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"America has two great dominant strands of political thought - conservatism, which, at its very best, draws lines that should not be crossed; and progressivism, which, at its very best, breaks down barriers that should never have been erected." -- Bill Clinton, Dedication of the Clinton Presidential Library, November 2004

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Friday, February 20, 2004

 

Dean's Rough Ride http://www.thenation.com/doc.mhtml%3Fi=20040308&s=greider

posted by Aziz P. at Friday, February 20, 2004 permalink View blog reactions
The title of this fantastic piece in the Nation is deliberately evocative of Teddy Roosevelt, I am sure. But the rest of the piece is just as insightful, in distilling down the basic reasons why Dean spoke so powerfully to the rest of us:

I already feel nostalgia for his distinctive one-liners:

"Too many of our leaders have made a devil's bargain with corporate and wealthy interests, saying 'I'll keep you in power if you keep me in power.'"

"As long as half the world's population subsists on less than two dollars a day, the US will not be secure.... A world populated by 'hostile have-nots' is not one in which US leadership can be sustained without coercion."

"Over the last thirty years, we have allowed multinational corporations and other special interests to use our nation's government to undermine our nation's promise."

"There is something about human beings that corporations can't deal with and that's our soul, our spirituality, who we are. We need to find a way in this country to understand--and to help each other understand--that there is a tremendous price to be paid for the supposed efficiency of big corporations. The price is losing the sense of who we are as human beings."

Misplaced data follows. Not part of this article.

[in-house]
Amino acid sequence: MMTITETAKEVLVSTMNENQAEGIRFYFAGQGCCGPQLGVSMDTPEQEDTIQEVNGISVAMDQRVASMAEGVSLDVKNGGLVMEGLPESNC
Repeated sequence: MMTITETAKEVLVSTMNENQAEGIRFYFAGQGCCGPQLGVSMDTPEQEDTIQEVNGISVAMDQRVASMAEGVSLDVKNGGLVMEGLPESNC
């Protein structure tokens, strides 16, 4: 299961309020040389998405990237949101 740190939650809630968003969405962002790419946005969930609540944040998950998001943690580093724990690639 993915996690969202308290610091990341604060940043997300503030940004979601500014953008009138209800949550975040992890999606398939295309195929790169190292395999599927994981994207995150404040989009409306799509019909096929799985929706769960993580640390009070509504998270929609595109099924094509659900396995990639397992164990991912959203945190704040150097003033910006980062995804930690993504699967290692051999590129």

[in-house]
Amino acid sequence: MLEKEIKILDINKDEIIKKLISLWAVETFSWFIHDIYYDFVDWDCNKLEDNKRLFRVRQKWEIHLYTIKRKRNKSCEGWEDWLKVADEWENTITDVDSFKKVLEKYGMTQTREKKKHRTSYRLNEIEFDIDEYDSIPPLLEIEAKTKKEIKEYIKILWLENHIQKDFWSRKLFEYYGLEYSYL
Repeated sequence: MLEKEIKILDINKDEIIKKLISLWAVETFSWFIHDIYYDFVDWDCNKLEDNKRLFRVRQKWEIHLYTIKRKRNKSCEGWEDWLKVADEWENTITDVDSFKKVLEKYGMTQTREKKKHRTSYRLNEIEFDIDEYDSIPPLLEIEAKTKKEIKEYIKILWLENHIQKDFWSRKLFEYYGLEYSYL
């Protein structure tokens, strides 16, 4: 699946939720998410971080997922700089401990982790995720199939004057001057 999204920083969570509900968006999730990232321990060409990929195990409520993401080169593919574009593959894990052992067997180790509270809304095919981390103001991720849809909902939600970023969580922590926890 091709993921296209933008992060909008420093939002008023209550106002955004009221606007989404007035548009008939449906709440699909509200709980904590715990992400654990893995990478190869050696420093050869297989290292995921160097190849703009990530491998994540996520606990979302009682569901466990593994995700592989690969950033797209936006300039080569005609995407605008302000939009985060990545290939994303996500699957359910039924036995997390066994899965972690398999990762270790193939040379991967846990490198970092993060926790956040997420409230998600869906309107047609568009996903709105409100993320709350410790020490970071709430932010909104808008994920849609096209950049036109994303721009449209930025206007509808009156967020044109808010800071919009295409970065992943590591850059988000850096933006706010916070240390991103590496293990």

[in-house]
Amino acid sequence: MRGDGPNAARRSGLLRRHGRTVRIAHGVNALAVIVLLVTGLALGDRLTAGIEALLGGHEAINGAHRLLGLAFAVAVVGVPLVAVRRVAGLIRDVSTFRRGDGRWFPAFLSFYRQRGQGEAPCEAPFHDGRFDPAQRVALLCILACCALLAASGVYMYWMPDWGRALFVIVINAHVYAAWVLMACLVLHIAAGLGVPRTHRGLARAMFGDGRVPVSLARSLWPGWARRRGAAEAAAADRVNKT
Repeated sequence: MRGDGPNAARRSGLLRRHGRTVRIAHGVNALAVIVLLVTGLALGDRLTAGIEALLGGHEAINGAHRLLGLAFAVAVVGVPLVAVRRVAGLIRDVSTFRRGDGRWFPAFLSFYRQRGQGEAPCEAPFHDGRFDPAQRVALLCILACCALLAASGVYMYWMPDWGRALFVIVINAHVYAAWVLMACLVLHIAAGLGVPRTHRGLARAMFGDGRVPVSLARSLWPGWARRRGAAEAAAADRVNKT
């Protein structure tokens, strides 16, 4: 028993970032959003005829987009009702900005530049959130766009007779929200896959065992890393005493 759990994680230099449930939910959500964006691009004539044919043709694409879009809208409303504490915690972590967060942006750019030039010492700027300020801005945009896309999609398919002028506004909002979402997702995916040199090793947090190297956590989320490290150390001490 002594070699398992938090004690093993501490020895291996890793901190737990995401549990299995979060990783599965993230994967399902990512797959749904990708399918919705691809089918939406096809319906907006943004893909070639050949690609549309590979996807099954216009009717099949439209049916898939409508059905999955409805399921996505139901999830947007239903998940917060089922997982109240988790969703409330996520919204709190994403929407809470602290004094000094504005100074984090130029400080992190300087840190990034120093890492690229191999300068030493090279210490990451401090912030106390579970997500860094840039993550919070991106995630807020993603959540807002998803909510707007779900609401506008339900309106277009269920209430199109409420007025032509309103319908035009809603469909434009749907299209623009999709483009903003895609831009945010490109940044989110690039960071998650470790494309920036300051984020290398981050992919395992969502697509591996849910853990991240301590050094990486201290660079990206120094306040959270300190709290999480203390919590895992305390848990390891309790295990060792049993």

"In our nation, the people are sovereign, not the government. It is the people, not the media or the financial system or mega-corporations or the two political parties, who have the power to create change."

Do you not remember those remarks? Dean's best lines--evocative suggestions rather than explicit policy pronouncements--were not widely reported. In his brisk, scattered manner, he was talking about power, inviting people to contemplate the deteriorated condition of our democracy, expressing his solidarity with their skepticism and alienation. Audiences responded, but this sort of talk was too soft and allusive to constitute "news." Dean's style was indeed "hot"--"angry," the reporters said--but they simply couldn't deal with his reflective side; it didn't fit the caricature.

Nor did they take much interest in concrete ideas, unless a rival accused him of heresy. Dean called for a labeling law for mutual funds--full disclosure on the fees they charge investors. He wanted a Fannie Mae for small business. And a national commission on how to restore democracy--no politicians allowed. He wanted to confront the concentration of oversized corporations and break up media conglomerates. In addition to full financial disclosure by corporations, Dean called for full social accounting: "Why shouldn't companies be accountable to investors and the public on other important matters like environmental standards and labor relations? Knowledge is power."
[...]
These ideas and others perhaps sounded too fanciful, since neither party in Congress would have much enthusiasm for them. The dead hand of the past always feels threatened by a new guy with a different idea of what's possible.


It's a brilliant piece - check out the rest!


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About Nation-Building

Nation-Building was founded by Aziz Poonawalla in August 2002 under the name Dean Nation. Dean Nation was the very first weblog devoted to a presidential candidate, Howard Dean, and became the vanguard of the Dean netroot phenomenon, raising over $40,000 for the Dean campaign, pioneering the use of Meetup, and enjoying the attention of the campaign itself, with Joe Trippi a regular reader (and sometime commentor). Howard Dean himself even left a comment once. Dean Nation was a group weblog effort and counts among its alumni many of the progressive blogsphere's leading talent including Jerome Armstrong, Matthew Yglesias, and Ezra Klein. After the election in 2004, the blog refocused onto the theme of "purple politics", formally changing its name to Nation-Building in June 2006. The primary focus of the blog is on articulating purple-state policy at home and pragmatic liberal interventionism abroad.